May 8th - Chapter Seventeen

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May 8th - Chapter Seventeen

Post by James on Sat May 09, 2015 8:47 am

The chapter's main message is the fact that God curses those who are disobedient to His will, especially under oath.
Nevertheless, the last two verses still portrays God's faithfulness - He always kept His part of the covenant.

The first great eagle resembles Nebuchadnezzar king of Babylon and the parable states that He took the seed of Jerusalem to plant it in fertile soil so that it could grow in abundance.
The second eagle resembles Egypt and how Jerusalem turned to pharaoh as an ally.
Basically, through the explanation of verses 12-15, Jehoiachin disobeyed God and Babylon through breaking the oath that Jerusalem had made.
This transplantation through different roots was destructive for Israel, as it was supposed to take root with Babylon, not Egypt.
Because of Jehoiachin's disobedience, him and his nobles were taken back to Babylon to be destroyed so that the kingdom of Israel would be crippled.
Egypt would be of no help, its armies and hordes will be of no use to Jerusalem because Jehoiachin"despised the oath by breaking the covenant".

Jehoiachin went against God's will and the consequences were great for his disobedience to God and to Babylon - the nation that was called to be over Jerusalem.
However, verse 22 states that God would take a vine and it would be planted on the mountain heights of Israel.
It would produce branches and bear fruit - all the trees would acknowledge its existence.
Also it also says that God would bring the tall tree down and the small tree grow.
This kind of goes with the idea that the humble will be exalted, and the exalted will be humbled.
This prophesy of Christ is shown even in Jerusalem's disobedience.
To see how faithful God is through chapter seventeen is extraordinary.

In our sins and our disobedience, God is able to deliver us from darkness into co-heirs in Christ.
In our identity in Christ, how have we allowed Him to rule in our lives?
I find myself trusting in other things than God, primarily my own strength.
My "Egypt" is my own strength, when God has called me to follow Him.
Just like Jehoiachin took an oath to build a treaty with Babylon, we ourselves are in the same position where we disobey God.
Yet, in our disobedience, He is faithful.


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Re: May 8th - Chapter Seventeen

Post by StephenRYUUUU on Wed May 20, 2015 3:01 pm

Ezekiel 17

Been pretty inconsistent with my devotionals whenever I go back to Toronto but back at it. This chapter was pretty difficult for me.

God speaks through Ezekiel in a parable. He uses this imagery of eagles and vines to depict the sinful actions of the Israelites. From verse 7 and 8, the vine sees another vine that is planted in good soil and bears fruit and is a “splendid vine”. We see that the first vine reaches out wanting to be like this splendid vine. It makes me think about desire, in which we want to desire to be more like Jesus, yet our foundation is laid out wrong or we’re simply rooted wrongly, preventing us from even doing so.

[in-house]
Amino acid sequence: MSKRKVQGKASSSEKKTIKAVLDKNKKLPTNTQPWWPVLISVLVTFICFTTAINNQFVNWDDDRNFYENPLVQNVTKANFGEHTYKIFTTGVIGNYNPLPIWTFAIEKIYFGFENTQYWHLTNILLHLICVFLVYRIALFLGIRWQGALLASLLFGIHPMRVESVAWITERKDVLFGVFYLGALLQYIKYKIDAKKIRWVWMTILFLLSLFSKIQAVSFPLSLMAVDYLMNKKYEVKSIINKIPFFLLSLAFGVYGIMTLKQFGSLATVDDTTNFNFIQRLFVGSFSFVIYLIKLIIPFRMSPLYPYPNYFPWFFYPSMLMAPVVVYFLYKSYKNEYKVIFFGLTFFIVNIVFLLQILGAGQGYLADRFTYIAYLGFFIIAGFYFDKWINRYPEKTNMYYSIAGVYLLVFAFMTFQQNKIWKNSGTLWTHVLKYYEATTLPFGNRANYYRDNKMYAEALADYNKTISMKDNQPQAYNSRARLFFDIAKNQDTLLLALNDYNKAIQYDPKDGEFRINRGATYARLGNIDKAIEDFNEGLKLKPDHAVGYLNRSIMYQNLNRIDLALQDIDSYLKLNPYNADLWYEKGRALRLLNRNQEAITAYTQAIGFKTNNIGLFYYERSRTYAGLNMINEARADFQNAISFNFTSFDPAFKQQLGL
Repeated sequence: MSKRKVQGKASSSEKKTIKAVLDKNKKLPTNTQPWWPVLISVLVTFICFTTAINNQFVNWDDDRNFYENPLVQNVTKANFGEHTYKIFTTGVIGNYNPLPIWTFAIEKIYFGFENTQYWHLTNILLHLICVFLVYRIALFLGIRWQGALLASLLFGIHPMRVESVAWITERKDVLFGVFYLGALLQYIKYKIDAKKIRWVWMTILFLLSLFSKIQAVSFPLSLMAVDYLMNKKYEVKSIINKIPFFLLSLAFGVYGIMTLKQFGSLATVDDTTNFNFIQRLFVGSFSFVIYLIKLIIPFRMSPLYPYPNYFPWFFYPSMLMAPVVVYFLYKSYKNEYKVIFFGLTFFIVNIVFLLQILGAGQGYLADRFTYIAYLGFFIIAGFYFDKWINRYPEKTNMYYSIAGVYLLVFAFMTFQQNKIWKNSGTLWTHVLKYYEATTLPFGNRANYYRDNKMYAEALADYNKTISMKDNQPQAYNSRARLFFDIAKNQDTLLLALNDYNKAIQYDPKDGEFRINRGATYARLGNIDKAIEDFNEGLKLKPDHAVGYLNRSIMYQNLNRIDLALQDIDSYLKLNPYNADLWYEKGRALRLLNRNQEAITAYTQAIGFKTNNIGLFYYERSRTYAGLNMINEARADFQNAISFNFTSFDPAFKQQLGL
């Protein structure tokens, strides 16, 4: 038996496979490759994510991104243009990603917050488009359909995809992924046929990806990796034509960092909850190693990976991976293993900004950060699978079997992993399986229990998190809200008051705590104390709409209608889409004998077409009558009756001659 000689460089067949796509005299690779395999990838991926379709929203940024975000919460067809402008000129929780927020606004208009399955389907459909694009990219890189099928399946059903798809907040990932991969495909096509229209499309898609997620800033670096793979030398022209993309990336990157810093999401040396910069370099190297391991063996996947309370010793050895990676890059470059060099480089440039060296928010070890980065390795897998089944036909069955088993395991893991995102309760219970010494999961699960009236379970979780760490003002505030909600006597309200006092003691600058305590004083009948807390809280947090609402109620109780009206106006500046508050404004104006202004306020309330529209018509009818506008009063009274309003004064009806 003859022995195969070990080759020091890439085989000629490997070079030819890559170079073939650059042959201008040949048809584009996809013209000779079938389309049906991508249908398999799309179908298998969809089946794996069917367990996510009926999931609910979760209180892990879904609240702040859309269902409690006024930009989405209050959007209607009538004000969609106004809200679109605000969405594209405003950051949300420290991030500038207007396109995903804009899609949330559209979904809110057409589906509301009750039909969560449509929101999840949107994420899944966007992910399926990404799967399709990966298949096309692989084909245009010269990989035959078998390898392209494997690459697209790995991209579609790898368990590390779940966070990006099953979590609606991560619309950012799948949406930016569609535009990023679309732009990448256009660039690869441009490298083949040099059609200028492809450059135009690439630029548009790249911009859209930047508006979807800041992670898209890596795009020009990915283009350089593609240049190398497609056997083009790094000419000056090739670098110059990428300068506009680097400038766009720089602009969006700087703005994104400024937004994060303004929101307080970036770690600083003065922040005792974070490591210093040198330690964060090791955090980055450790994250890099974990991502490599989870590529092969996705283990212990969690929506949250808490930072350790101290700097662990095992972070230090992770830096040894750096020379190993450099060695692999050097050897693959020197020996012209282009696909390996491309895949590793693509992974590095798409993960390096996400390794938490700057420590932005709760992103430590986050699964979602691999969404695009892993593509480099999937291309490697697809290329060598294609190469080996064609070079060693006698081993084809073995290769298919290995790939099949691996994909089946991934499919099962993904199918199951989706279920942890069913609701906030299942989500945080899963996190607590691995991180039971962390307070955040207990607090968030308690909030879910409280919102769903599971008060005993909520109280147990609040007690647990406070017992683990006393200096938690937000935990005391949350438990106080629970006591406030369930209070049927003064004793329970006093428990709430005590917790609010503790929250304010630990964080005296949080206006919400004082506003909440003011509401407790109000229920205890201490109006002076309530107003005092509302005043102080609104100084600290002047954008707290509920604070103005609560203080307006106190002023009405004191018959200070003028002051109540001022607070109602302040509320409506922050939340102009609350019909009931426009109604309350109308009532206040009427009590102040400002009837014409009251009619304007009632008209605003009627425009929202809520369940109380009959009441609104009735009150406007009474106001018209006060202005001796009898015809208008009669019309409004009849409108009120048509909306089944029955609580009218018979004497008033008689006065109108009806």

The Lord says that this type of vine will never thrive in any situation and is simply weak, it does not take much strength or effort to uproot this plant. It is very easy to be swayed by the things of this world when our foundation is weak.

Starting from verse 11, this parable is explained in the context of the Israelites. That the kings and nobles of Jerusalem were taken by Babylon and because they were bounded by this oath/treaty to Babylon, the kingdom of Jerusalem was brought low and weak. The King of Jerusalem reached out for Egypt yet there would be no help. Obviously Jerusalem would not strive or grow when all of its rulers/protection are gone. Bounded to Babylon, how can a kingdom grow if it’s dependent on another?

Verses 18 and 19 confuse me. The king of Jerusalem is punished for breaking his oath to Babylon yet God punishes him for this. I’m guessing that the king broke his oath to Babylon yet can not even hold God’s oath and covenant and God is angered. He will punish the king.

Verse 22 is interesting as it is like a new promise and the proper way in which God will do things in His plan. “I will break off a tender sprig from its topmost shoots and plant it on a high and loft mountain.” This foundation of the mountain is solid and strong. This vine will bear fruit and “become a splendid cedar”.

I like verse 24; the Lord brings down the tall trees and makes the low trees grow. He dry’s up the green tree and makes the dry tree flourish. He does what He wants and it is good.


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